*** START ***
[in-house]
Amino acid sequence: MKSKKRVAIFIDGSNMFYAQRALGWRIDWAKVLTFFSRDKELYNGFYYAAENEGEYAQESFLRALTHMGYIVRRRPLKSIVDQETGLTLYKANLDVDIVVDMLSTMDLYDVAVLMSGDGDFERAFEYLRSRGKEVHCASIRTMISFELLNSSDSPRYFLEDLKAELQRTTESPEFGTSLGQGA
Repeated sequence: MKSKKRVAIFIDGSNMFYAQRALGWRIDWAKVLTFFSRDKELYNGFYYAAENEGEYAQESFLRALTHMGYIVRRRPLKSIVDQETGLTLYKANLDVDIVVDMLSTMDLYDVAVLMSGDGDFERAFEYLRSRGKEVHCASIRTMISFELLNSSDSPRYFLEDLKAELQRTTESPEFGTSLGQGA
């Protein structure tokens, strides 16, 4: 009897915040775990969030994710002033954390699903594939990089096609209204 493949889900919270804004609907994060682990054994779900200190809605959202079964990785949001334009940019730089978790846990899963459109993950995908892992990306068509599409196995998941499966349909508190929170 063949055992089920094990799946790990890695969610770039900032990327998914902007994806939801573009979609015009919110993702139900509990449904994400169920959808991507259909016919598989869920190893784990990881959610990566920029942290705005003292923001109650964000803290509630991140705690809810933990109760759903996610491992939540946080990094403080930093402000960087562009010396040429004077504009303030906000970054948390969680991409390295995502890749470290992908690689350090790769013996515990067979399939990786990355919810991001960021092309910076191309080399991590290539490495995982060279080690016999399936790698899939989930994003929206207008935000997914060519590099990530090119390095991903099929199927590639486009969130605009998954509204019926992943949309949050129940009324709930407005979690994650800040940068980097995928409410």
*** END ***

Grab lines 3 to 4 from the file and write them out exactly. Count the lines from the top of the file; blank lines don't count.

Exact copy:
Repeated sequence: MKSKKRVAIFIDGSNMFYAQRALGWRIDWAKVLTFFSRDKELYNGFYYAAENEGEYAQESFLRALTHMGYIVRRRPLKSIVDQETGLTLYKANLDVDIVVDMLSTMDLYDVAVLMSGDGDFERAFEYLRSRGKEVHCASIRTMISFELLNSSDSPRYFLEDLKAELQRTTESPEFGTSLGQGA
């Protein structure tokens, strides 16, 4: 009897915040775990969030994710002033954390699903594939990089096609209204 493949889900919270804004609907994060682990054994779900200190809605959202079964990785949001334009940019730089978790846990899963459109993950995908892992990306068509599409196995998941499966349909508190929170 063949055992089920094990799946790990890695969610770039900032990327998914902007994806939801573009979609015009919110993702139900509990449904994400169920959808991507259909016919598989869920190893784990990881959610990566920029942290705005003292923001109650964000803290509630991140705690809810933990109760759903996610491992939540946080990094403080930093402000960087562009010396040429004077504009303030906000970054948390969680991409390295995502890749470290992908690689350090790769013996515990067979399939990786990355919810991001960021092309910076191309080399991590290539490495995982060279080690016999399936790698899939989930994003929206207008935000997914060519590099990530090119390095991903099929199927590639486009969130605009998954509204019926992943949309949050129940009324709930407005979690994650800040940068980097995928409410």